07 November, 2016

I ponder "-ing" words

Writing and editing are a part of my on the edge of ordinary life. I wonder if some of the things I've learned could be of help to you?

When I started writing seriously and got into a critique group I learned some interesting things that my English teacher never taught me (or I can't remember that they did). One was that 
"-ing words are bad". That took time to digest! 

I now know that if you trim the "-ing" words (verbs in the progressive form) out of your writing you end up with writing that is more direct and has less flab. I find often when I'm in the middle of an edit that I'll suddenly realise that this writer has overdosed their writing with "-ing" and I take some time to trim it down.

It's a common writing problem. However I probably couldn't have given a concise reason for why excess "-ing" words are bad. This blogger, however, has here
When overused, -ing words in the progressive forms (whether past, present, or future tense) introduce too many weak, little words like am, are, is, was, were, been, have, has, and had—and more. These are helping verbs that the progressive forms require: I was running, I will be running, I am running, I am going to be running, and (though not often used) I will have been running.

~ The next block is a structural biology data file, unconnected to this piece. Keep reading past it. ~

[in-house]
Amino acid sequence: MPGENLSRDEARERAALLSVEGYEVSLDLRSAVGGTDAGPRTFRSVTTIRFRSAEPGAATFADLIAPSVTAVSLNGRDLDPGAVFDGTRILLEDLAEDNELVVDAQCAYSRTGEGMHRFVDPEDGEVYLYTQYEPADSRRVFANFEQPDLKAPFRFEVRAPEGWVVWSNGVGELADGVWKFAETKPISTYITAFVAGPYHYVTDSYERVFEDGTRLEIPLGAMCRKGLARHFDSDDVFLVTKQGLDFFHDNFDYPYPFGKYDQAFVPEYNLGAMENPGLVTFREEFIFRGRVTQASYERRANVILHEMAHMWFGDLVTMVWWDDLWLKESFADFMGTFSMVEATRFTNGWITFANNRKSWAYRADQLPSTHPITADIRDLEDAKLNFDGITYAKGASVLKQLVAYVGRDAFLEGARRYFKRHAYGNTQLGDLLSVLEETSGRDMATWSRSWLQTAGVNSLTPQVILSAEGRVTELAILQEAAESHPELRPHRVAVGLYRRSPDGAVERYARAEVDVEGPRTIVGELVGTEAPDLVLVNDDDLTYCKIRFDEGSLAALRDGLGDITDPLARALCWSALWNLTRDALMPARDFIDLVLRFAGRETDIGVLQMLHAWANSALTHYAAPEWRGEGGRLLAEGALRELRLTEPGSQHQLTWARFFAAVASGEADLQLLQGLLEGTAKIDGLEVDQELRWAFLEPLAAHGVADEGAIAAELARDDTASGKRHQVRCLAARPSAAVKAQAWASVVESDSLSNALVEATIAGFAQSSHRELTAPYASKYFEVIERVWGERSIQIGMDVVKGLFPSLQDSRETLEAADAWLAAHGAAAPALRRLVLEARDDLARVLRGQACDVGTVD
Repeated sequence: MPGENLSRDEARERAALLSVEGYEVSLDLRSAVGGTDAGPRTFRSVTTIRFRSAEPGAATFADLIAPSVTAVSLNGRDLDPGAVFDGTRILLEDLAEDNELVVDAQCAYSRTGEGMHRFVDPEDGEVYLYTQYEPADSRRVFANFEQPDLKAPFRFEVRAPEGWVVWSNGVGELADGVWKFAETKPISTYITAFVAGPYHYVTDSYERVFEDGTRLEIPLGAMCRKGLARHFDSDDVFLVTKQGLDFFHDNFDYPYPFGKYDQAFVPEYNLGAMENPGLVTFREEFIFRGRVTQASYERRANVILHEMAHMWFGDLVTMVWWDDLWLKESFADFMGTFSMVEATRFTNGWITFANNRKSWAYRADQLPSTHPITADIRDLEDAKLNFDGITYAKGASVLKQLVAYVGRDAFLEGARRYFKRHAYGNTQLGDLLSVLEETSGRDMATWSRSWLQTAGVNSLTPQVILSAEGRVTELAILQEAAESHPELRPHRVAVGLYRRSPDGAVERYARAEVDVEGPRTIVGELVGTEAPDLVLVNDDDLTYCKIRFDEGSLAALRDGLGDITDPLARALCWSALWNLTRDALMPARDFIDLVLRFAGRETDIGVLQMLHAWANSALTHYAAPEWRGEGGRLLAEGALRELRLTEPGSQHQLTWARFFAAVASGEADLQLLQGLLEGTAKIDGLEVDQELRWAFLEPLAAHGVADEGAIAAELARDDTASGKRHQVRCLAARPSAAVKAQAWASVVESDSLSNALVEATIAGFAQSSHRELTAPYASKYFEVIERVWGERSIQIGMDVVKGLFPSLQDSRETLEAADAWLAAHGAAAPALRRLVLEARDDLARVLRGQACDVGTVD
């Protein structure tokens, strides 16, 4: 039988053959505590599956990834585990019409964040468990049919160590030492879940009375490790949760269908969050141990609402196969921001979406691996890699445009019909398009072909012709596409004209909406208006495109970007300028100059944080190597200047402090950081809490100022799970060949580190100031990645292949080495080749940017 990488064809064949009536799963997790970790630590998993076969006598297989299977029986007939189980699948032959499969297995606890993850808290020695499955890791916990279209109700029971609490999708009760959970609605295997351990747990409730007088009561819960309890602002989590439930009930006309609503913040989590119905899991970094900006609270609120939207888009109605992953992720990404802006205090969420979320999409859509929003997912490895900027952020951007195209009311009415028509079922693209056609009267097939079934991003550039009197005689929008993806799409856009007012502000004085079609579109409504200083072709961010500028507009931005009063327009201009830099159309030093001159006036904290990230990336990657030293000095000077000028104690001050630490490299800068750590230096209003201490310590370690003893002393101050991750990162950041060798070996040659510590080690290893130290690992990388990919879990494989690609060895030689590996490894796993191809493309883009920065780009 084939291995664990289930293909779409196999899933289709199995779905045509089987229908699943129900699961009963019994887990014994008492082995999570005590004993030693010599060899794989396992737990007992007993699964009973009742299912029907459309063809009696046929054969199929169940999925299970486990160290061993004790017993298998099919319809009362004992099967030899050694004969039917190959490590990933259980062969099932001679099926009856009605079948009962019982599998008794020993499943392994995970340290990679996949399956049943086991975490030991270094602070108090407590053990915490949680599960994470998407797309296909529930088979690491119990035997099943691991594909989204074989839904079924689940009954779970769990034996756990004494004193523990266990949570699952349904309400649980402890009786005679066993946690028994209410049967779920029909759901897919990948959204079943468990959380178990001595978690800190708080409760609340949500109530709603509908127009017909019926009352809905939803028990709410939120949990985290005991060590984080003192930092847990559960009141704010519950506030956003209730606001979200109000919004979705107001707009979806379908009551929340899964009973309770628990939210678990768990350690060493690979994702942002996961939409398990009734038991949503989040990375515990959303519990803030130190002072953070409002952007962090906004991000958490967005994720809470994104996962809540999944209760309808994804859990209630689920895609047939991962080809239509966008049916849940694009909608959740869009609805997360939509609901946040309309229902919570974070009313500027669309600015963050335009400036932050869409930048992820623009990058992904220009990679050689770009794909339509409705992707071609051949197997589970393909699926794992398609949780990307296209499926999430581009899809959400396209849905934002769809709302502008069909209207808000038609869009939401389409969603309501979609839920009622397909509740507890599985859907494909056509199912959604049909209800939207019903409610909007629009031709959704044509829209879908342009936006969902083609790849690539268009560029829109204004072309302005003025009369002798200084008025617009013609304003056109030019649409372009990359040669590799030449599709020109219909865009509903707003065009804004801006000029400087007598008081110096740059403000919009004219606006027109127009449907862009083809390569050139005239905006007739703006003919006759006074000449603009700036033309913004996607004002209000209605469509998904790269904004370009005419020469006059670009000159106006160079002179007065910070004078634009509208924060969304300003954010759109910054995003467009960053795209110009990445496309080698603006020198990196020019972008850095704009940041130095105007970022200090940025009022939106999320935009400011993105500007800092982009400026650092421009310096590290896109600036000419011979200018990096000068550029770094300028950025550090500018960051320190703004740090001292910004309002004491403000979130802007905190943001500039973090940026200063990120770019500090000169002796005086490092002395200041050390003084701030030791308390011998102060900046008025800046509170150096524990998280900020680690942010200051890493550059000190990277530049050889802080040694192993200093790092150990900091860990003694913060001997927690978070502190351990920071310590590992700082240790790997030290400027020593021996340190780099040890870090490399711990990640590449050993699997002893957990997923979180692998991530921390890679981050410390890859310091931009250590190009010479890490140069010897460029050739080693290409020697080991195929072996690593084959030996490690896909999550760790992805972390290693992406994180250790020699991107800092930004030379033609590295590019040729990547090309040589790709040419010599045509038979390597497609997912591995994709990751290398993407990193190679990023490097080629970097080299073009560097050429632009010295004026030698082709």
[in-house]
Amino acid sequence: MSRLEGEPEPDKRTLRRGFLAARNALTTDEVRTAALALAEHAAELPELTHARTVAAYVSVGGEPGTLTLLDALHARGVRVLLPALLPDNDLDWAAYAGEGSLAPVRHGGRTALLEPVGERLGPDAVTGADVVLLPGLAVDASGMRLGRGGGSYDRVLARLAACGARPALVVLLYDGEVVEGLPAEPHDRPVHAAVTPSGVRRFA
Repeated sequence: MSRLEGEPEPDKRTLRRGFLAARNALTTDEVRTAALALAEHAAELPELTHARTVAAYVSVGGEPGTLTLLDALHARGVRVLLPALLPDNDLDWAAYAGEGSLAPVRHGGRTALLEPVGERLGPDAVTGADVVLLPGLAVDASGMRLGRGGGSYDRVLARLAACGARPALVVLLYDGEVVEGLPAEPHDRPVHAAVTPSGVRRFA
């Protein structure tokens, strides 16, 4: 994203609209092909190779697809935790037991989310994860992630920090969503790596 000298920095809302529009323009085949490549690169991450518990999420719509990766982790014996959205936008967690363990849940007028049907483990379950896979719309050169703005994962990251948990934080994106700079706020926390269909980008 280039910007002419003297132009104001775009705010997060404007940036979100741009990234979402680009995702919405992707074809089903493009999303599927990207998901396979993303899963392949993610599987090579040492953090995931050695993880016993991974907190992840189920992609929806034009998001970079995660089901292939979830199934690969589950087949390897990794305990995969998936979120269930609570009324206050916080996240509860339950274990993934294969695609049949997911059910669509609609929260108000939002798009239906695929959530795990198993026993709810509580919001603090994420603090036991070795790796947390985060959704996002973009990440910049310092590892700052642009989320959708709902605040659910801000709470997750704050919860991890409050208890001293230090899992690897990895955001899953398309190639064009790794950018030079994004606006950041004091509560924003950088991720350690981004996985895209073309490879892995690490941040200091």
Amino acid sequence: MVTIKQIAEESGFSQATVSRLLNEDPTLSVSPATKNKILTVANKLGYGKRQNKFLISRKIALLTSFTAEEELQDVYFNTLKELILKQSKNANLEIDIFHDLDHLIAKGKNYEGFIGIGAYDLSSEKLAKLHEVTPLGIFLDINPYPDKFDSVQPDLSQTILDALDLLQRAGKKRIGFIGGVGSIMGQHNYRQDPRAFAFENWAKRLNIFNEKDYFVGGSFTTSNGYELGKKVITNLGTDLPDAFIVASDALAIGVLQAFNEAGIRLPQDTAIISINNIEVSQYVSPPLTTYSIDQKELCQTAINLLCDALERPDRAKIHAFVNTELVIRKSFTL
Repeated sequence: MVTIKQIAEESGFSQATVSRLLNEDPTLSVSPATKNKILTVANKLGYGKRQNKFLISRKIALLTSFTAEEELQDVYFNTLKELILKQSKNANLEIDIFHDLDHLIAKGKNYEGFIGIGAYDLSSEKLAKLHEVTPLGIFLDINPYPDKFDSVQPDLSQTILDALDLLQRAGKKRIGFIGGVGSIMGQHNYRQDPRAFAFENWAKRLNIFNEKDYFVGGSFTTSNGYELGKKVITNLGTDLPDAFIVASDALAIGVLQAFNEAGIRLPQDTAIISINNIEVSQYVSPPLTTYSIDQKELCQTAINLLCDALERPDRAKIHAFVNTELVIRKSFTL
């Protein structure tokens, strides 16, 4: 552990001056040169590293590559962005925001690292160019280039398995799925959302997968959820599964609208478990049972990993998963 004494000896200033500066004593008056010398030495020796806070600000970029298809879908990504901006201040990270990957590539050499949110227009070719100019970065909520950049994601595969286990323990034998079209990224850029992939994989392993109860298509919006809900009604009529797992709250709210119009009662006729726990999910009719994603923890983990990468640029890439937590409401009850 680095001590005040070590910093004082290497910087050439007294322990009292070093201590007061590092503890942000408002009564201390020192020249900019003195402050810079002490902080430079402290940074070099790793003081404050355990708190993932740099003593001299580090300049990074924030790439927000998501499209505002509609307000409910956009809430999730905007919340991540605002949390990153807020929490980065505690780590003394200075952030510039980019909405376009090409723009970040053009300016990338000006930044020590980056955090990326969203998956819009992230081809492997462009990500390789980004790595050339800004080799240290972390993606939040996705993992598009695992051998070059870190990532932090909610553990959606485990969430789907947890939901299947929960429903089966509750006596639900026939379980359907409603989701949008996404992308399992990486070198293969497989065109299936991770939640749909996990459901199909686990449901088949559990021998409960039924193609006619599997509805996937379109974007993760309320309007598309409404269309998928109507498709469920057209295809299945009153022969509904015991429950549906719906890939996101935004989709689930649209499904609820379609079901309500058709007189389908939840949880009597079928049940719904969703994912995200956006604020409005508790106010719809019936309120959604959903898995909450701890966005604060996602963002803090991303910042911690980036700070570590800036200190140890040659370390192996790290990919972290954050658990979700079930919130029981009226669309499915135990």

In the end simple present, past, or future tenses give more concise writing. So now I try to choose my verbs more carefully. Instead of the first words that comes to mind, for example: "She was really shouting." I would rather choose "She yelled." or "She bellowed." 

Can you see how this is stronger writing? Can you find something you've written and eliminate some of the "-ing" words and see how it changes your writing?


Hippomanic Jen said...

I find this intriguing. I'm not a huge fan of -ing words, but when translating from NT Greek into English they often assist to give the continuous aspect that is a part of the Greek present tense. I'm now trying to work out if I change "I am running" to "I run", whether it maintains the aspect, or not. Food for thought.

I wonder could there be translation issues among the authors who use lots of them?

Wendy said...

Interesting. I hadn't thought about that.